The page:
Friday, May 15, 2009

Review: Francis the Holy Jester

I've not been to many premiers of plays by Nobel Prize winning writers on the life and times of medieval saints. Not many at all. But then Dario Fo is no ordinary playwright and Francis of Assisi was no ordinary Saint.

Last night I took myself down to the Italian Cultural Institute to see the first public performance in English of "Francis the Holy Jester" and I have to say it was superb. Translated and performed by long time Fo collaborator, Mario Pirovano, we were treated to a classic mix of history, passion and laughter.

Pirovano's performance was energising, taking on, as he did, the parts of Francis, wolves, peasants and Popes with equal gusto. His relentless humour was infectious and the ad libs and asides well genuinely affecting.

Dario Fo's play gently paints Francis as a simple man who founded the first anti-war movement and who pioneered environmental thinking which led to his status as patron saint of animals. The play makes a convincing case and, as a confirmed cynic, I found myself unexpectedly inspired by the idea of this man who confronted authority in the cause of peace and against social injustice.

One episode sees Francis undergoing trials and tribulations trying to gain audience with the Pope in order to be "allowed" to preach the gospel in the language of the people, including the provincial languages. His hilarious encounter with Innocent III (the Warrior Pope) dressed in rags and covered with dung emphasises the authoritarian power of the church and their fear of the people.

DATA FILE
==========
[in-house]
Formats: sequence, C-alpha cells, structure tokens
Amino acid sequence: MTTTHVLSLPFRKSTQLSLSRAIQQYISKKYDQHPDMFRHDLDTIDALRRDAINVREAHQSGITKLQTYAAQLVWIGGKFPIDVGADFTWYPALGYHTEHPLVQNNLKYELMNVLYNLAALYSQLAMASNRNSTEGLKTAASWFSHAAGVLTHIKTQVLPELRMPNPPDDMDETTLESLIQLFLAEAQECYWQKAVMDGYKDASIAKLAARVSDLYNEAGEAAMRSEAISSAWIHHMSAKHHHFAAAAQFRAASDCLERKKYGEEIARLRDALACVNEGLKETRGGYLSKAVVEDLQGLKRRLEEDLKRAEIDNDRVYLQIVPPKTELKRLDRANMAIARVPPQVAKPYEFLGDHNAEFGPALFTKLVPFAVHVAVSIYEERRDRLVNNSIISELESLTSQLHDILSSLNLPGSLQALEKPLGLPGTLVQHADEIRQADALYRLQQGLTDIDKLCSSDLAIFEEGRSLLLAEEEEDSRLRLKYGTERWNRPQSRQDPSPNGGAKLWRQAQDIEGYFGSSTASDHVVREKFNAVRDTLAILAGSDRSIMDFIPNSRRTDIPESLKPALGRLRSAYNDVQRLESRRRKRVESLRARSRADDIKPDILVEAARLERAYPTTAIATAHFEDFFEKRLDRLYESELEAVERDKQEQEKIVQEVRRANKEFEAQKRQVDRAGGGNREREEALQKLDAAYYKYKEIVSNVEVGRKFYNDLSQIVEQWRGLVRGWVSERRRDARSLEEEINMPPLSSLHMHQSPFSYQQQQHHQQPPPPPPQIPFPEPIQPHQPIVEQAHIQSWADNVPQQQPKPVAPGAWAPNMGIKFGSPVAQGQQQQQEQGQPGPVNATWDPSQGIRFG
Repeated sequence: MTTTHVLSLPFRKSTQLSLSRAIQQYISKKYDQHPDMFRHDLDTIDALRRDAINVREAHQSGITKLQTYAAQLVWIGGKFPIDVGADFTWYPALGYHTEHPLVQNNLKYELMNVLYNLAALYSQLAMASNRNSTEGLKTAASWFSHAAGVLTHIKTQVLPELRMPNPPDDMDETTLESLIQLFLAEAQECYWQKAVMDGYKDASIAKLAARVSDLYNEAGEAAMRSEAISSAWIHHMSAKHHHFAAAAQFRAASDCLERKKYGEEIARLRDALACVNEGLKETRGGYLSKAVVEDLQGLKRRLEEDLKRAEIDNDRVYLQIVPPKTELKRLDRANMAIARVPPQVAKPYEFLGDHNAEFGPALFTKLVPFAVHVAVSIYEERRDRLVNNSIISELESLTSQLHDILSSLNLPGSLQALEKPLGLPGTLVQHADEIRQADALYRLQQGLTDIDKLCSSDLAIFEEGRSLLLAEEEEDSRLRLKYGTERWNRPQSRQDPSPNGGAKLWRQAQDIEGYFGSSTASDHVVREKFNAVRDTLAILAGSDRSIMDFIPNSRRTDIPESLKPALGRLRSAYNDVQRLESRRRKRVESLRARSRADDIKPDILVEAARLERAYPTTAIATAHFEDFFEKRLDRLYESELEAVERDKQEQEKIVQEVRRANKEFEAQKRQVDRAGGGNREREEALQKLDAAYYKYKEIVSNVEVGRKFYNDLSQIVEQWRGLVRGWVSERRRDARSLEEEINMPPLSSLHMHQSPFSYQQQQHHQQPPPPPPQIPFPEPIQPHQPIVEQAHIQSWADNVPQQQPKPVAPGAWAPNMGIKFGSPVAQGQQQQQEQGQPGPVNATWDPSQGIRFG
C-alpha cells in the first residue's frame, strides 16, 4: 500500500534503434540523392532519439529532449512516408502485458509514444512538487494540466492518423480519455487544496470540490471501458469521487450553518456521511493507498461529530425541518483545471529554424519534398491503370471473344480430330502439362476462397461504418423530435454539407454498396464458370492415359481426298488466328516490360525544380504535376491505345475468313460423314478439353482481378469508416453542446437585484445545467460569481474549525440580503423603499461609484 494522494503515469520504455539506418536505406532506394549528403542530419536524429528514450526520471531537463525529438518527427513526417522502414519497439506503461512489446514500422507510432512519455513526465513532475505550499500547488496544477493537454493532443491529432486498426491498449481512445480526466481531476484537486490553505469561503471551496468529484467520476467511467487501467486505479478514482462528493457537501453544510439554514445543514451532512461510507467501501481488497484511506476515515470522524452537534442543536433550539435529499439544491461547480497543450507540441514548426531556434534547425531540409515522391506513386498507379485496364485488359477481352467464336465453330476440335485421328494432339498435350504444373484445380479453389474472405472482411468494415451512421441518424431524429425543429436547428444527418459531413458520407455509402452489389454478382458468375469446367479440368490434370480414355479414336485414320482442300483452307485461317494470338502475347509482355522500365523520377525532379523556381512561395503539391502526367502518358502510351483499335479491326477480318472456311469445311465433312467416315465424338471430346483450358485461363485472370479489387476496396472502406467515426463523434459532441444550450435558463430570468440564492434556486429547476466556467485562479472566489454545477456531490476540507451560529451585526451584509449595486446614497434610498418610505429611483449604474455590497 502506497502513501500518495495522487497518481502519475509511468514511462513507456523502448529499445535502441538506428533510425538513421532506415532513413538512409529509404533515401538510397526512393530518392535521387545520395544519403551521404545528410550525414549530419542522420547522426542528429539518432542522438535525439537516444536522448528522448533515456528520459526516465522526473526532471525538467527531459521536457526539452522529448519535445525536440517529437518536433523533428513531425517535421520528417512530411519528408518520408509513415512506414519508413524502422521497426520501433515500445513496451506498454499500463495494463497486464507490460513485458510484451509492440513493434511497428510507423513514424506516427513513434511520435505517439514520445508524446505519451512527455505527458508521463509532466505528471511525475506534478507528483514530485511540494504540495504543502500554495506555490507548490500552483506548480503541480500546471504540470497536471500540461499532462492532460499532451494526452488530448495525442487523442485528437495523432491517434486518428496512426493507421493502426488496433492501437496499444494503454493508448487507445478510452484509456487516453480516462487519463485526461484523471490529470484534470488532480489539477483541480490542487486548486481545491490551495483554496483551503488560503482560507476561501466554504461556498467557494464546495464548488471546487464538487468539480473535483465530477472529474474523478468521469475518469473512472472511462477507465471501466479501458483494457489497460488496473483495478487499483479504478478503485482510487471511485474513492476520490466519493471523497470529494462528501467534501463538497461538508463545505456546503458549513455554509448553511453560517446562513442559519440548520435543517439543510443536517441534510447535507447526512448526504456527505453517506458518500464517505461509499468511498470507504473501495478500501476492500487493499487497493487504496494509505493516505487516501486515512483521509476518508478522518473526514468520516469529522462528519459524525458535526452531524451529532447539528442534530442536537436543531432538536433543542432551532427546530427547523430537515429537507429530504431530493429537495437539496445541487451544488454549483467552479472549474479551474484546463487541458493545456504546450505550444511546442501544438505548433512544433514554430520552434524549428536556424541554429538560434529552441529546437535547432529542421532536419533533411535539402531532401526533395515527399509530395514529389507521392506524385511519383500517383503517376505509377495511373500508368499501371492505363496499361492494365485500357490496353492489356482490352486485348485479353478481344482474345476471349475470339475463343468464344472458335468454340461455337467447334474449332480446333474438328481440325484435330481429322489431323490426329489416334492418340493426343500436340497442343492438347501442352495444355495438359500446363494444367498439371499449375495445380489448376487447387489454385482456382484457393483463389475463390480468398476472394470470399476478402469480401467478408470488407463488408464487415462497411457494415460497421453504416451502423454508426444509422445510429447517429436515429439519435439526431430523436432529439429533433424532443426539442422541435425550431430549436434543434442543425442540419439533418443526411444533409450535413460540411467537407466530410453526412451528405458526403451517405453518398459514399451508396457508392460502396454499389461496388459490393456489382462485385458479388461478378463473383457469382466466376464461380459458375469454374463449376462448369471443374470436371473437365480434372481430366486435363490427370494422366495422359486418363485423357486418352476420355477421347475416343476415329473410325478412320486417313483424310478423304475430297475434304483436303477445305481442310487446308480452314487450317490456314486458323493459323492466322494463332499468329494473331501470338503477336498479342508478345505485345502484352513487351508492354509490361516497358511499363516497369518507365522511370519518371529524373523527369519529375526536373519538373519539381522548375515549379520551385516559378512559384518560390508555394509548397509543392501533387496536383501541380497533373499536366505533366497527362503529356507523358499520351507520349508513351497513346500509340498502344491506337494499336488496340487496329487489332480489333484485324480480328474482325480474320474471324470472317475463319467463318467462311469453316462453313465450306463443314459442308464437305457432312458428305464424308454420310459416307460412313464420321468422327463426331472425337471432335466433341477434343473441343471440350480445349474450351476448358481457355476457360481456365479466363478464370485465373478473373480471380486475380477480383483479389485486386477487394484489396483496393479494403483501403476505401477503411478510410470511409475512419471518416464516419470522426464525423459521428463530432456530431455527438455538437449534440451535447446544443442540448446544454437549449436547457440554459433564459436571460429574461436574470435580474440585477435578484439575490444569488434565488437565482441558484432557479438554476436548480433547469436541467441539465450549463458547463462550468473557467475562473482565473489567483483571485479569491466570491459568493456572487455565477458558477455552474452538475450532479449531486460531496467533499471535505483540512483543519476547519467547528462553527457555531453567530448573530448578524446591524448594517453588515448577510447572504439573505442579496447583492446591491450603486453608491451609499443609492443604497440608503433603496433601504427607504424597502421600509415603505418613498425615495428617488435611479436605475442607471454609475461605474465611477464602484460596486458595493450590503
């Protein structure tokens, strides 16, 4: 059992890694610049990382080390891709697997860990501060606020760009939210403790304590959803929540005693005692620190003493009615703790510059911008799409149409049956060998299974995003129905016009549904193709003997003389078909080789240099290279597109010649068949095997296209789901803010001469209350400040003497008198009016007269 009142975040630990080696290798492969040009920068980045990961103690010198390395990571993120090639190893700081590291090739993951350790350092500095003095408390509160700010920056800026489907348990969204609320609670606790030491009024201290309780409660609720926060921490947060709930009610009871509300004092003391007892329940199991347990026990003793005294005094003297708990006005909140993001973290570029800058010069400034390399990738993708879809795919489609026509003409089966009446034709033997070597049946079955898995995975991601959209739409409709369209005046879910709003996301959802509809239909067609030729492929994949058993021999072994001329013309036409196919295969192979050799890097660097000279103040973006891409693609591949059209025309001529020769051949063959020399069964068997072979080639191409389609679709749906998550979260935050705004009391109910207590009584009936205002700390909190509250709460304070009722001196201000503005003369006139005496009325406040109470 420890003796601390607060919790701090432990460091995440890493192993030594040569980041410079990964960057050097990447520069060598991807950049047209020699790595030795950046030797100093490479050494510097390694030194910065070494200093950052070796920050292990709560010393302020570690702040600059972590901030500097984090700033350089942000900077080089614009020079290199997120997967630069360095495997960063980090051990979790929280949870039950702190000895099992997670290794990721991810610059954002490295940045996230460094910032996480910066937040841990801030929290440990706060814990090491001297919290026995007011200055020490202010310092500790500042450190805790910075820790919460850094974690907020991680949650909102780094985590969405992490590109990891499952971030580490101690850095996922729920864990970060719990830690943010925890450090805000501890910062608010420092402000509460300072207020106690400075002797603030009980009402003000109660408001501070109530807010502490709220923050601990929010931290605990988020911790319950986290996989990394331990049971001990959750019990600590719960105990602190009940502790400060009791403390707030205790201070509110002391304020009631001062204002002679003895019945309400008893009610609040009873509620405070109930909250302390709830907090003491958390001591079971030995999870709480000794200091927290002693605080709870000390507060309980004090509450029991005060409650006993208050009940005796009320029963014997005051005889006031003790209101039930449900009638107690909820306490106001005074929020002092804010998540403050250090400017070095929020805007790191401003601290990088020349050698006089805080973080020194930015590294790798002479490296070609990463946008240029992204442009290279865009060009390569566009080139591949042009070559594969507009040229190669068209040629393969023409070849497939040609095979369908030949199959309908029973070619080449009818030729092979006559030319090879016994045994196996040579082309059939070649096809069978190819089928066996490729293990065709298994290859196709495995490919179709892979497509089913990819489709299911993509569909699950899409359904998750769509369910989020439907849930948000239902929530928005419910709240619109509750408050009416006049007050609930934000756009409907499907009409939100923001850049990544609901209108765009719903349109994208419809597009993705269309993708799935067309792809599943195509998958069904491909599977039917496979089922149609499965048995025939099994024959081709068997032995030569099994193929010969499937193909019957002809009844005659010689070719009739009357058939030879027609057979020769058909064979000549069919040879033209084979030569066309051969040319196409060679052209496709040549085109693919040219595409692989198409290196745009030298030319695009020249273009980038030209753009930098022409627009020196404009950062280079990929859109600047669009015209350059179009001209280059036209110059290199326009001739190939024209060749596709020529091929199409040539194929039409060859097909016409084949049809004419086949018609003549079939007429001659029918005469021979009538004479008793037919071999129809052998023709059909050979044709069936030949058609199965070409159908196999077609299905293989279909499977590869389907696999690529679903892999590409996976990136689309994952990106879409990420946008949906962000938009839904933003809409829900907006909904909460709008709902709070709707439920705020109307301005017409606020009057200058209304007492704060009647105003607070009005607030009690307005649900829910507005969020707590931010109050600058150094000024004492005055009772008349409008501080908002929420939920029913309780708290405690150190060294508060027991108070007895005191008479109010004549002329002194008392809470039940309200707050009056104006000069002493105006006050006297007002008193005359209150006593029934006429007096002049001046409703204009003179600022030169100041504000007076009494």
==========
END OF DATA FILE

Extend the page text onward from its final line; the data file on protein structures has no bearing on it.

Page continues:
There are dates around various parts of the country and I'd recommend seeing this very modern history lesson. When Francis tells us that "in order to get people to listen, you must talk to the animals" he says more about the power of allegory when inspiring political ideas than a hundred tomes by much respected radical academics.


Joseph said...


I am a big fan of Dario Fo and have been for over 20 years. I went to see a preview of this in the building in which I work and as you say it was excellent. Mario was wonderful but worried about how UK audiences would respond as it is the premiere of this play in English. I told him that it would be no problem. As you say, it demonstrates how far the Catholic Church went from the founding tenets of Christianity, which I have always seen as close to Socialism. Brecht was once asked which book had influenced him the most and replied that it was the Bible.

But it also demonstrates, as Mario says in the play, how much of the history of Francis has been doctored to ensure that his life appears 'safe' and in tune with the dogmas of the Church. It is no surprise that Stalin began as a seminarian and there are some similarities with his removal from the historical record of those marked down as 'heretics'.

As someone who venerates those who speak truth unto power and does not always toe the party line, I would strongly recommend seeing this play.

ryan said...

Hello Jim,

Thought you might also like to know Mario Pirovano is returning with Dario Fo's play on September 8th at St James's Church in Piccadilly, London. A wonderful venue for a wonderful event.